"While materia medica and surgery are not used in the chiropractic system, still they, as well as other subjects required by the act, * * * bear a relation to the practice of medicine as a general science and that, in view of the fact that the Legislature is not bound to recognize every school of medicine, and deal with it as such, is sufficient to prevent the act from being unconstitutional."

 This decision was affirmed by the United States Supreme Court, 274 U.S. 720, 47 S. Ct. 590, 71 L. Ed. 1324 (1927), upon the authority of Dent v. West Virginia, 129 U.S. 114, 9 S. Ct. 231, 32 L. Ed. 623 (1889); Douglas v. Noble, 261 U.S. 165, 43 S. Ct. 303, 67 L. Ed. 590 (1923), and Graves v. Minnesota, 272 U.S. 425, 47 S. Ct. 122, 71 L. Ed. 331 (1926).

 In spite of Fife, the Louisiana statute was again questioned in England v. Louisiana State Board of Medical Examiners, 259 F.2d 626 (5th Cir. 1958), where the Court of Appeals reversed the District Court which had dismissed a complaint brought by chiropractors asserting the unconstitutionality of the statute. Simultaneously the Court remanded the case for a hearing upon the issue of the existence of a substantial Federal question, Judge Wisdom dissenting. A petition for a rehearing was denied in England v. Louisiana State Board of Medical Examiners, 263 F.2d 661 (5th Cir. 1959), cert. denied, 359 U.S. 1012, 79 S. Ct. 1149, 3 L. Ed. 2d 1036 (1959). Six years later the matter was again brought before a three-judge court in England v. Louisiana State Board of Medical Examiners, 246 F. Supp. 993 (E.D.La.1965) *fn2" and that Court denied the application for an injunction and dismissed the complaint, saying (p. 997):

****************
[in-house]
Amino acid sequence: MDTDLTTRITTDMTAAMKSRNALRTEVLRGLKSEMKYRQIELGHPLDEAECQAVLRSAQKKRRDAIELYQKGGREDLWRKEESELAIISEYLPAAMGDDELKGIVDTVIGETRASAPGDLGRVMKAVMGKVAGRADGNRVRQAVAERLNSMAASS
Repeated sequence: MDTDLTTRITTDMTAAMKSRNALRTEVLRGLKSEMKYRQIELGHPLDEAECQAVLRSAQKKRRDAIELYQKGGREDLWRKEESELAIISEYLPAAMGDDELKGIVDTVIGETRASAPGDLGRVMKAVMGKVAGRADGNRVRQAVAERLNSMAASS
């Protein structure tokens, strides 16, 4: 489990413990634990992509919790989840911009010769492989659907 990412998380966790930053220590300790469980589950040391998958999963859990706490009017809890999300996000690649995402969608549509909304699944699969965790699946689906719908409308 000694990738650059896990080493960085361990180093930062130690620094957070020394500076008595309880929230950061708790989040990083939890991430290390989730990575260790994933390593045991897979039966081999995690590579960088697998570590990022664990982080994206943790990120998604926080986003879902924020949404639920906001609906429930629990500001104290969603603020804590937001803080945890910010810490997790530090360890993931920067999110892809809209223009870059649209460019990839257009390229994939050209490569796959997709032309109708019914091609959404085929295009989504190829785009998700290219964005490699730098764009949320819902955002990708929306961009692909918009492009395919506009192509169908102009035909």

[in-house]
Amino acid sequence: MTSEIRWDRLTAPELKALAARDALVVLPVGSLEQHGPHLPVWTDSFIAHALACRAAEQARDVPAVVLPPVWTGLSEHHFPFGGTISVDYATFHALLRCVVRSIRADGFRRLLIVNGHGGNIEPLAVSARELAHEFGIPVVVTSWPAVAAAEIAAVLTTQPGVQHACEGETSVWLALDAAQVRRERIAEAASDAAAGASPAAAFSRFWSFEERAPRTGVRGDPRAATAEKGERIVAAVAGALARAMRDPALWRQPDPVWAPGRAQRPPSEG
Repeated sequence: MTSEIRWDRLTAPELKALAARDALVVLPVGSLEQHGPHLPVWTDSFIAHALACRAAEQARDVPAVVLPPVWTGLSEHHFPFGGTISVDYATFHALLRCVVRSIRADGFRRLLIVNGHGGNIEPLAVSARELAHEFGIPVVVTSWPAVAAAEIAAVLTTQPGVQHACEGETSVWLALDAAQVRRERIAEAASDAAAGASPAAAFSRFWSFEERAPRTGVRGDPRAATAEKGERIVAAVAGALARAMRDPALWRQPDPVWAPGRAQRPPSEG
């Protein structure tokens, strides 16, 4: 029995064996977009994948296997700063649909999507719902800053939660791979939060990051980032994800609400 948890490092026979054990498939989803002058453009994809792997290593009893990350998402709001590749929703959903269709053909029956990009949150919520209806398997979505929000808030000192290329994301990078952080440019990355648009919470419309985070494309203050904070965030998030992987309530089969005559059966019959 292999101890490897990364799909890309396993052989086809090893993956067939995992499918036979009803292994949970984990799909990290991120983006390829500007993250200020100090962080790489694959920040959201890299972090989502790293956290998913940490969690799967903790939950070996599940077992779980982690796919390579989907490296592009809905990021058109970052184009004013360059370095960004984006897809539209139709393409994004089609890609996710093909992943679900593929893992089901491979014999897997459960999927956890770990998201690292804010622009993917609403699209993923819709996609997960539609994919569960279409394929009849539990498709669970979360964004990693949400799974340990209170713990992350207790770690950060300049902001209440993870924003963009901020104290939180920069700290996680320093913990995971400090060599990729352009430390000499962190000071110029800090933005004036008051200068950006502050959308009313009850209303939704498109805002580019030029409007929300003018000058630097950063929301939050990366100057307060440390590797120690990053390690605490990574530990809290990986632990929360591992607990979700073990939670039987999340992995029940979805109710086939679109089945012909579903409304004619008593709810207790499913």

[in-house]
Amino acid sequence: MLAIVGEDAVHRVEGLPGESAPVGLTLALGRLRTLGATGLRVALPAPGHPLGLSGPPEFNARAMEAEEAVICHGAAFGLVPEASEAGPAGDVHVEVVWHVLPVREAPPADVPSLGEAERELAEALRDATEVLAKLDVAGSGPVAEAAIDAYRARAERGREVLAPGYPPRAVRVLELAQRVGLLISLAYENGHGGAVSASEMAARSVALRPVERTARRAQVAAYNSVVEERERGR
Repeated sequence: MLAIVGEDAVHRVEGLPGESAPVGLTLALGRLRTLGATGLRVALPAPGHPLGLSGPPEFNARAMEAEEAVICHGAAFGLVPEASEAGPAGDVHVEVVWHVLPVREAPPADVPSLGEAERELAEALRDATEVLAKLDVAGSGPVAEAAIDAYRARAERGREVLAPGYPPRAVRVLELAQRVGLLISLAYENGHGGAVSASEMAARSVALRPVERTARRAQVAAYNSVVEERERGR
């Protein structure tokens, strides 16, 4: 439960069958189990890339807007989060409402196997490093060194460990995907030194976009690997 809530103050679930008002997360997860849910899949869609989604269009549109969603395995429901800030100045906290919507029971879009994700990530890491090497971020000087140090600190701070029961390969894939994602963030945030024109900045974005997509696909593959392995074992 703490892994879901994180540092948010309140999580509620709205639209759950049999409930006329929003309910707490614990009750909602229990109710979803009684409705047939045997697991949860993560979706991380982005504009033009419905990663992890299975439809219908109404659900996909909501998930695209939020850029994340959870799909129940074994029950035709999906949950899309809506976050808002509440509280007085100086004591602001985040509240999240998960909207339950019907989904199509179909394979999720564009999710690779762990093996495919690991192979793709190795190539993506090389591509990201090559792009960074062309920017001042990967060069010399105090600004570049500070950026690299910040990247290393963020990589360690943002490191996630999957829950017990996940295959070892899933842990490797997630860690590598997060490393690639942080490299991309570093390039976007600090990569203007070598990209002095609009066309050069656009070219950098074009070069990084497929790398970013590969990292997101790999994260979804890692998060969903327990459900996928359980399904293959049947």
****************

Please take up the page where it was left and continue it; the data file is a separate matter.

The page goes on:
"But there has been no showing here that the state has done more than is necessary to protect the health of its citizens. A difference of opinion as to whether one who purports to practice a complete healing art should have a medical education is not proof of unreasonable disregard of plaintiffs' rights."

 This decision was in turn affirmed by the United States Supreme Court, 384 U.S. 885, 86 S. Ct. 1924, 16 L. Ed. 2d 998 (1966), and a rehearing denied, 385 U.S. 890, 87 S. Ct. 15, 17 L. Ed. 2d 123 (1966).

 In this context the Court must conclude that the constitutional questions here raised have been considered by the Supreme Court and have been found insubstantial and insufficient to justify the invocation of a three-judge court to pass upon the constitutionality of the accused statute.

 Plaintiffs' motion is denied and defendants' cross-motion is granted. This is an order.